by Lake Bunkley
Hilton Als, a theatre critic at The New Yorker magazine, joined Nobel Laureate Toni Morrison for a discussion of her books, her life and race’s role in both. The talk was part of The New Yorker’s New Yorker Festival—an annual event spanning three early-October days and nights, all of which brought icons from the world of letters to the public sphere. Hence Toni Morrison’s spearheading the festival; for who but the “matriarch of American literature,” as a fan called her when questions were fielded from the audience, would be fit to inaugurate our nation’s book-savviest celebration? Other Festival-attending literary luminaries included Don Delillo, this year’s recipient of the National Book Foundation’s Medal for Distinguished Contribution to American Letters, Lin-Manuel Miranda of “Hamilton,” and recent awardee of the MacArthur Fellowship, Ta-Nehisi Coates.
The night began with a wheel-chaired Toni Morrison helped up the stage by Als and some aides. The whole affair, awkward though it was, resembled more a monarch being carried in a litter than anything else. Upon taking the stage, Morrison made a comment about the quality of her entrance, only some of it discernable. Her naturally soft voice, made softer by age and as yet un-microphoned, was hardly audible; nonetheless the ensuing laughter set the tone for the rest of the evening.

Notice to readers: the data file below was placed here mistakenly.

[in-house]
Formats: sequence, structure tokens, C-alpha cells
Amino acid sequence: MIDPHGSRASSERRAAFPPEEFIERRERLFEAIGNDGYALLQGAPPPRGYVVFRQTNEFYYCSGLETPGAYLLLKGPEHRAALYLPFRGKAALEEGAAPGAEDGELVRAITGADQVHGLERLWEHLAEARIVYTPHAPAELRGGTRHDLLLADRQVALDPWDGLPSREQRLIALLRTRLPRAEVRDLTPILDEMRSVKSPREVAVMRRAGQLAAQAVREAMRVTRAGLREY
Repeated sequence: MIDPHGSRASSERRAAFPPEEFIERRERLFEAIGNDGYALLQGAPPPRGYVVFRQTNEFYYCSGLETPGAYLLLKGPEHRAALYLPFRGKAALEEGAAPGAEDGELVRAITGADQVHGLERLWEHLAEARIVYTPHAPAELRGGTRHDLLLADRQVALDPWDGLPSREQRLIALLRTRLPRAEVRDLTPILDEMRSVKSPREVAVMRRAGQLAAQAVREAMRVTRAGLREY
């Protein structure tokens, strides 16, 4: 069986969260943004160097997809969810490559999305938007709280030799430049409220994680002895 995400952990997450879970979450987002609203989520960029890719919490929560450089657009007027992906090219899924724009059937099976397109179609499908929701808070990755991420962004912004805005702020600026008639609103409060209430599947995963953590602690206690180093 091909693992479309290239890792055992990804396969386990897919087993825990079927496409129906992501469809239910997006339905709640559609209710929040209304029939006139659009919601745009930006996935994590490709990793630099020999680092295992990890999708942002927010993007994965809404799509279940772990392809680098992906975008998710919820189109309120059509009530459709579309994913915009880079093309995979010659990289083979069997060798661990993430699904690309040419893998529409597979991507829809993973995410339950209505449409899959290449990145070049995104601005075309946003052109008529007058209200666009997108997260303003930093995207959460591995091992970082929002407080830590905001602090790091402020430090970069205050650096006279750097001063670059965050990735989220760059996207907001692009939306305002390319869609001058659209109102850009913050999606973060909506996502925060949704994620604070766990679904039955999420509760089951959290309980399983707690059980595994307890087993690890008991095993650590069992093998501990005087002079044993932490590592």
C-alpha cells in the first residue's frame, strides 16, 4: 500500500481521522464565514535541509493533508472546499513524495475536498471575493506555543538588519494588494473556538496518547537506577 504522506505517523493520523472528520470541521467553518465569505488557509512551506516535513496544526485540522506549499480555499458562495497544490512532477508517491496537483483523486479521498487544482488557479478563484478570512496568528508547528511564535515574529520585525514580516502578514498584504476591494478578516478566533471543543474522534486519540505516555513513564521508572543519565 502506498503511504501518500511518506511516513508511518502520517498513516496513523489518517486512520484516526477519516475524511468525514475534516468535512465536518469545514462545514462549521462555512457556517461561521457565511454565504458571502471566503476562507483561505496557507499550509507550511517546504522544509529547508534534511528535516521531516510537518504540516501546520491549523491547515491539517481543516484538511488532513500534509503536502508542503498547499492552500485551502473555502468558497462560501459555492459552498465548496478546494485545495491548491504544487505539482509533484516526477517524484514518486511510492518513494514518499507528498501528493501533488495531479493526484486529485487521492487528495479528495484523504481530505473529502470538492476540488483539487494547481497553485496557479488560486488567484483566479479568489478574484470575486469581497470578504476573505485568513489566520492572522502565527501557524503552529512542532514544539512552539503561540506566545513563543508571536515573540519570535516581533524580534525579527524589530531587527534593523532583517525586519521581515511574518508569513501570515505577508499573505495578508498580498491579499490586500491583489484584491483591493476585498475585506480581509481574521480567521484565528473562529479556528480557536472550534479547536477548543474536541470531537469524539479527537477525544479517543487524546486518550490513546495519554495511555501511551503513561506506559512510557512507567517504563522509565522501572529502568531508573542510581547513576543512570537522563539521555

Indeed, this conversation with the author could easily have been mistaken for an interview with a comedian—so often did Ms. Morrison have the audience at in laughter. She shared many an anecdote, some old, like her father’s forbidding white people in the house, and some new: in her youth Ms. Morrison did some acting, and admits that the role she was best in was that of Queen Elizabeth in Shakespeare’s “Richard III.” And it’s hard to call this fact—though new—surprising, as regality is a word oft-employed when Toni Morrison is mentioned. Toni herself was oft-employed, too, she revealed. One of her first jobs: a pseudo-housemaid job in a white woman’s house. Morrison, at the time, was adolescent and couldn’t bear her employer. So she complained to her father, who reminded her “you don’t live there. You live here” and that she ought to just go to work, get your money, and come home. “And I’ve never had a problem with employment since,” Toni ended the tale.
Morrison’s frequent discussion of her father throughout the conversation was not wholly happenstance. Hilton Als—when he introduced Morrison with a half-eulogy, half-curriculum vitae—set parameters for the conversation. He wanted special attention paid to the male black body, and hoped to use Morrison’s oeuvre as lens through which to view recent brutalization of black citizens and lodestone to which to return after discussion. Morrison adhered to this suggested conversational route whenever she remembered to, but more often she was discursive, taking whatever trains of thought arrived. And this is when Toni Morrison the Figure gave way to Toni Morrison the person—the Toni Morrison who dislikes the title of her most recent novel, “God Help the Child,” and of her earlier works “Song of Solomon and Paradise,” which, she told the audience, she wanted to name “War.” The conversational aspect of the conversation truly made the discussion personal and accessible.
Lake Bunkley is a Contributing Writer. Email her at email@example.com